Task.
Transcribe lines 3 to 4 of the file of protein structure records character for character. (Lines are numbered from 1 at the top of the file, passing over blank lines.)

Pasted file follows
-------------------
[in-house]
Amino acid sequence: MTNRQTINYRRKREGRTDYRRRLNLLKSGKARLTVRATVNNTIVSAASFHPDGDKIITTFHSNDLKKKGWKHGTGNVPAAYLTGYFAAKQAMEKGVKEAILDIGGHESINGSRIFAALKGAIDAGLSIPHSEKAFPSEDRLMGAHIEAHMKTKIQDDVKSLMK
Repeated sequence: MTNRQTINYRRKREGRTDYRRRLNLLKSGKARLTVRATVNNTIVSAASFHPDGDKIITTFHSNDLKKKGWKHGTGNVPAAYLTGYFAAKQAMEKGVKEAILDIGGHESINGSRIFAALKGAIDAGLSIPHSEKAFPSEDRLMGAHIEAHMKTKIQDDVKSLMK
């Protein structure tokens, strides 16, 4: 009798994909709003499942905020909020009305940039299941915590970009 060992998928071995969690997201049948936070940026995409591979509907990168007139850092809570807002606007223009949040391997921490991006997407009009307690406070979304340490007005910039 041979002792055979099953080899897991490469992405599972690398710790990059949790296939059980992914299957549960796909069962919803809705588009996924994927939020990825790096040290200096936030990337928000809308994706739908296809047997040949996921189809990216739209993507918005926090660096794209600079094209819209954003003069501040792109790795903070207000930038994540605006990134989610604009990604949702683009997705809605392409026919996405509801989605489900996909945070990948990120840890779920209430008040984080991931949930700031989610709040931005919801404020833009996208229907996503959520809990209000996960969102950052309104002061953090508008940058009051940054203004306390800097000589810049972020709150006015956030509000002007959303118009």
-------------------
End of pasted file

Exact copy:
Repeated sequence: MTNRQTINYRRKREGRTDYRRRLNLLKSGKARLTVRATVNNTIVSAASFHPDGDKIITTFHSNDLKKKGWKHGTGNVPAAYLTGYFAAKQAMEKGVKEAILDIGGHESINGSRIFAALKGAIDAGLSIPHSEKAFPSEDRLMGAHIEAHMKTKIQDDVKSLMK
């Protein structure tokens, strides 16, 4: 009798994909709003499942905020909020009305940039299941915590970009 060992998928071995969690997201049948936070940026995409591979509907990168007139850092809570807002606007223009949040391997921490991006997407009009307690406070979304340490007005910039 041979002792055979099953080899897991490469992405599972690398710790990059949790296939059980992914299957549960796909069962919803809705588009996924994927939020990825790096040290200096936030990337928000809308994706739908296809047997040949996921189809990216739209993507918005926090660096794209600079094209819209954003003069501040792109790795903070207000930038994540605006990134989610604009990604949702683009997705809605392409026919996405509801989605489900996909945070990948990120840890779920209430008040984080991931949930700031989610709040931005919801404020833009996208229907996503959520809990209000996960969102950052309104002061953090508008940058009051940054203004306390800097000589810049972020709150006015956030509000002007959303118009």